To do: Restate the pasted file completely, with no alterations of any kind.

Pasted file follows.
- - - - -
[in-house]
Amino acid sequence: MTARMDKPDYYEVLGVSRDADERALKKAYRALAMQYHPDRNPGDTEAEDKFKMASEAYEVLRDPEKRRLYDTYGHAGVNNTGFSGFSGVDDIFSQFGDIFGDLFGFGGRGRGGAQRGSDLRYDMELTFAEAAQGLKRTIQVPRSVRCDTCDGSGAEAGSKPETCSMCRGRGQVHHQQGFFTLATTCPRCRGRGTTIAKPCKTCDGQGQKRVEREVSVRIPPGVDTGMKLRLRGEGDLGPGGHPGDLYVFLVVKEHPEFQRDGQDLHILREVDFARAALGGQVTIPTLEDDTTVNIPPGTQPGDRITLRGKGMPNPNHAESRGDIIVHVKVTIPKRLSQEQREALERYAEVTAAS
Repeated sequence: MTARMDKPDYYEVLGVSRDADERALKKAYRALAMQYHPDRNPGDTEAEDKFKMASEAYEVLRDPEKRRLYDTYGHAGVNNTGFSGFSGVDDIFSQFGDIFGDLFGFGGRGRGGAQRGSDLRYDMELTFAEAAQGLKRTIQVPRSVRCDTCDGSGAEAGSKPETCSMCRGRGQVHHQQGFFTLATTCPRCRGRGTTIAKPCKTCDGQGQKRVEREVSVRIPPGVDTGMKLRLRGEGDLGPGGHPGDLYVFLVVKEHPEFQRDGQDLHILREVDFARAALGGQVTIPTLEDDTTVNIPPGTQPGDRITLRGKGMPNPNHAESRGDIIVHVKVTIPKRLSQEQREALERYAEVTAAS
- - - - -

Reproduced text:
[in-house]
Amino acid sequence: MTARMDKPDYYEVLGVSRDADERALKKAYRALAMQYHPDRNPGDTEAEDKFKMASEAYEVLRDPEKRRLYDTYGHAGVNNTGFSGFSGVDDIFSQFGDIFGDLFGFGGRGRGGAQRGSDLRYDMELTFAEAAQGLKRTIQVPRSVRCDTCDGSGAEAGSKPETCSMCRGRGQVHHQQGFFTLATTCPRCRGRGTTIAKPCKTCDGQGQKRVEREVSVRIPPGVDTGMKLRLRGEGDLGPGGHPGDLYVFLVVKEHPEFQRDGQDLHILREVDFARAALGGQVTIPTLEDDTTVNIPPGTQPGDRITLRGKGMPNPNHAESRGDIIVHVKVTIPKRLSQEQREALERYAEVTAAS
Repeated sequence: MTARMDKPDYYEVLGVSRDADERALKKAYRALAMQYHPDRNPGDTEAEDKFKMASEAYEVLRDPEKRRLYDTYGHAGVNNTGFSGFSGVDDIFSQFGDIFGDLFGFGGRGRGGAQRGSDLRYDMELTFAEAAQGLKRTIQVPRSVRCDTCDGSGAEAGSKPETCSMCRGRGQVHHQQGFFTLATTCPRCRGRGTTIAKPCKTCDGQGQKRVEREVSVRIPPGVDTGMKLRLRGEGDLGPGGHPGDLYVFLVVKEHPEFQRDGQDLHILREVDFARAALGGQVTIPTLEDDTTVNIPPGTQPGDRITLRGKGMPNPNHAESRGDIIVHVKVTIPKRLSQEQREALERYAEVTAAS